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Crazy Heart: Big performance, minor movie

Maggie Gyllenhaal and Jeff Bridges: Her straightforward performance suggests little emotional complexity, while his is disturbingly authentic.

3 out of 4 stars

Written by
Scott Cooper
Directed by
Scott Cooper
Jeff Bridges, Maggie Gyllenhaal
English, Spanish

Another Oscar season, another veteran actor bares his chest and roars again. In Crazy Heart, Jeff Bridges follows in the footsteps of Frank Langella in Starting Out in the Evening (2007) and Mickey Rourke in The Wrestler (2008), as a once-famous figure and family failure who rediscovers his spiritual mojo through the love of a woman.

Bridges plays Bad Blake, a 57-year-old former country star who, 30 years past his prime, is reduced to driving his pickup truck around the country, playing one and two-nighters at dives for people who remember his handful of hits. With his paunchy gut, straggly grey beard and chain-smoker's rumble, Bridges performance is disturbingly authentic.

You can almost smell the body odour and bourbon breath and feel a prickle of uneasiness at his drunken, oversized movements and glazed stare. He inhabits the character, in everything from the way he wraps his hands tenderly around a glass to the bow-legged way he sways across a room, one part lurch, two parts swagger.

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That said, Bridges's big performance takes place in the context of a relatively minor movie. First-time director Scott Cooper adapted his script from a 1987 novel by Thomas Cobb (inspired by the career of the late Waylon Jennings). The film, rolls through Southwest scenery and settles in cheap motels with an ambling rhythm. The plot is reminiscent of Horton Foote's 1983 film Tender Mercies (based on a Larry McMurtry novel). That film earned an Oscar for Robert Duvall as a washed-up country singer who has a relationship with a younger woman and her son. Duvall also has a role here, as a reformed alcoholic bartender who is Bad Blake's friend.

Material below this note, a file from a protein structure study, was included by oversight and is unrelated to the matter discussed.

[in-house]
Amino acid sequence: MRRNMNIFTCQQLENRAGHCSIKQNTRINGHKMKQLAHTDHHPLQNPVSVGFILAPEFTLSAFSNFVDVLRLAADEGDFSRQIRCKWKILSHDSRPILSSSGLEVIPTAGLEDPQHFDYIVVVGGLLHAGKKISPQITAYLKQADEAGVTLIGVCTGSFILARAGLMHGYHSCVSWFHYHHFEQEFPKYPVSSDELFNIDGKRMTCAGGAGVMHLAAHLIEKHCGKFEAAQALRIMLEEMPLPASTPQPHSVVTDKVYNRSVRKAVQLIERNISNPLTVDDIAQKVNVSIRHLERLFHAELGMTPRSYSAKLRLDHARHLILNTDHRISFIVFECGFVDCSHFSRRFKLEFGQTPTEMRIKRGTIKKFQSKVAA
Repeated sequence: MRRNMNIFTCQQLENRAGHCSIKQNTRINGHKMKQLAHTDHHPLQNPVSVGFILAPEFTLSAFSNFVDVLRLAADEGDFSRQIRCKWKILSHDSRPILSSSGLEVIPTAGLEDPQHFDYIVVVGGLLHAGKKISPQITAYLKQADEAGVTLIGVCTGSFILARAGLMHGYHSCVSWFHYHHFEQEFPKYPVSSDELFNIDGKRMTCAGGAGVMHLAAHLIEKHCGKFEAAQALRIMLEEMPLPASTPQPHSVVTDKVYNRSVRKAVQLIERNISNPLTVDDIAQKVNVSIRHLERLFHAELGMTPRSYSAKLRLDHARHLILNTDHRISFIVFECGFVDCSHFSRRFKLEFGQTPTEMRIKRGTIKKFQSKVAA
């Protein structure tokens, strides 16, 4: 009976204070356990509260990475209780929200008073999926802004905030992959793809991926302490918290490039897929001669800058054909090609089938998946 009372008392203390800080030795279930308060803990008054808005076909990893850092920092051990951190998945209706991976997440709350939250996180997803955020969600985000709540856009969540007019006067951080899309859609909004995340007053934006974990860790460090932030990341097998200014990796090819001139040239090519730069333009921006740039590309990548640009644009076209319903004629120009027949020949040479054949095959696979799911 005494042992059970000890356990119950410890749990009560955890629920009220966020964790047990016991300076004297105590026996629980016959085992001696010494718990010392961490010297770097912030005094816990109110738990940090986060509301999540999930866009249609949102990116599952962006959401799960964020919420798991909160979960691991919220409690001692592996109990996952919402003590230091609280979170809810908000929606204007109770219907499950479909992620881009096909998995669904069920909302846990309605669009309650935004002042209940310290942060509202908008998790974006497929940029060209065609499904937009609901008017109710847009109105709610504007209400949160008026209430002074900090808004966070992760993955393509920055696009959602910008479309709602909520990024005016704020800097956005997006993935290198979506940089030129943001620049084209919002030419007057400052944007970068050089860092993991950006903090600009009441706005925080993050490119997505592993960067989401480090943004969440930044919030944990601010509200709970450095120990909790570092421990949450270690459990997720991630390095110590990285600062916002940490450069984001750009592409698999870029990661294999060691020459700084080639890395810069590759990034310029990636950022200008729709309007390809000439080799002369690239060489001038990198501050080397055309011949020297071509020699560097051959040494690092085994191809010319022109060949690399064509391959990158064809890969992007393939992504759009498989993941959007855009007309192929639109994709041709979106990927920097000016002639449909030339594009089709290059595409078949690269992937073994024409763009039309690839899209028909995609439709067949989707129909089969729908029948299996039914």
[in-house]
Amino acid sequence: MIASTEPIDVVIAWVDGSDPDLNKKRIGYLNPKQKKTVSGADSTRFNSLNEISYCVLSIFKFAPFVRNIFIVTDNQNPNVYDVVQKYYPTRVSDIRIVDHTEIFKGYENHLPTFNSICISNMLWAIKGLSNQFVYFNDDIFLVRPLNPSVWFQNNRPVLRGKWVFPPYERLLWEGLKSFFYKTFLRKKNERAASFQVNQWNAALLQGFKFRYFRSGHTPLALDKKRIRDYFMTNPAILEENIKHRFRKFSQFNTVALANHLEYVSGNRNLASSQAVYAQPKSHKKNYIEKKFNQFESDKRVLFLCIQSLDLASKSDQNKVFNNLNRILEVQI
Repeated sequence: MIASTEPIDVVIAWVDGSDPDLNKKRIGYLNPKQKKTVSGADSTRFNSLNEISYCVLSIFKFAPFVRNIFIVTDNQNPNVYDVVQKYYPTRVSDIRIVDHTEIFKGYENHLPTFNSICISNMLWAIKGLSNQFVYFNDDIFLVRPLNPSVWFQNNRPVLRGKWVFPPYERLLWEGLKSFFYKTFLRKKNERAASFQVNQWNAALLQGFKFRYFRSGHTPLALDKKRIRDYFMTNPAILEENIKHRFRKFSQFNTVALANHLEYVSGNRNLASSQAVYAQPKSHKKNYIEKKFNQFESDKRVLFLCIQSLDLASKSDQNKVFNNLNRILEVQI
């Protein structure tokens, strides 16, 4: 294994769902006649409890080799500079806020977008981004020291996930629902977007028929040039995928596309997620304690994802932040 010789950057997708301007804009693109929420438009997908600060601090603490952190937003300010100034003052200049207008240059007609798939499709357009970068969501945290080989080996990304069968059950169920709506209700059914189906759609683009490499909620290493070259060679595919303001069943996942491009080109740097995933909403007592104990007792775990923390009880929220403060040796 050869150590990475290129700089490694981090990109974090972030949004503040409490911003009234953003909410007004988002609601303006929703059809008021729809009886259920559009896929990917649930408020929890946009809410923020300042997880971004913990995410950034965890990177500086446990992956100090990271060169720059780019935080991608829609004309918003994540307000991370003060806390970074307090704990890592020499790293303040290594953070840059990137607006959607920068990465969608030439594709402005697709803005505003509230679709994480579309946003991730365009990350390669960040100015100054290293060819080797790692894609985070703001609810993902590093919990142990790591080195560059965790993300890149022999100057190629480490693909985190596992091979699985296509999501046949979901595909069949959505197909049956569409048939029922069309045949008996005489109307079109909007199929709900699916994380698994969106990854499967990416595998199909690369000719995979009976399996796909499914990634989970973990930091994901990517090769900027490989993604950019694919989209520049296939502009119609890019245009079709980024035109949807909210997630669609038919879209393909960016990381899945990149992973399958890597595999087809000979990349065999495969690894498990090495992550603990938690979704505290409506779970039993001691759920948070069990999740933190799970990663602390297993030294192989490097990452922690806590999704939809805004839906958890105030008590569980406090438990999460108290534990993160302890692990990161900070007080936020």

Every fallen sinner needs a redeeming angel. She's incarnated here by Maggie Gyllenhaal as Jean, a reporter at a San Diego newspaper, single mother of a four-year-old boy. She comes to Blake's motel for an interview while he's sitting drinking and watching porn, but he recovers quickly, and is candid and gentlemanly. The one subject he won't discuss is his former protégé, a singer named Tommy Sweet (Colin Farrell) who's now a big headliner. Blake makes a gentle come-on: "I want to talk about how bad you make this room look."

The two feel a connection, or at least a shared sense of loneliness and resignation, though the motive for her attraction never feels sufficient. Yes, Blake has a roguish charm, but it's a big leap for a single mom to take up with a four-times-married, itinerant, alcoholic country singer who is old enough to be her father. It doesn't help that Jean's back story is so vague or that Gyllenhaal's straight-forward performance suggests little emotional complexity.

Of course, every cowboy has to move on. Blake's manager calls; he has a gig for him, opening for Tommy Sweet. Blake declines, then reluctantly agrees. Farrell (also a solid singer) plays a pony-tailed and ear-ringed new-country artist, who tries to mend fences with his old friend. Bridges and Farrell have one adroitly staged scene together, where Sweet tries to help his old mentor by walking on during Blake's set. Blake is simultaneously annoyed and flattered, offended at being upstaged but pleased to be recognized.

From there on, Crazy Heart goes through its paces with the predictability of the changes in a country tune, as Blake undergoes a series of crises - medical, creative and familial - until he's compelled to confront a lifetime of boozy evasions.

One of the strengths of Crazy Heart is the authenticity of the songs written by T-Bone Burnett, Steven Broder and Ryan Bingham. They serve as homages to the poetic, alcoholic tradition of songwriting typified by Waylon Jennings, Townes Van Zandt and Billy Joe Shaver. They're all about bits of wisdom wrung from heartache, often of the self-induced variety. In a musical genre where emotional authenticity is essential, Bridges is a great enough actor to make us believe these songs could be his own.

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About the Author
Film critic

Liam Lacey is a film critic for The Globe and Mail. More

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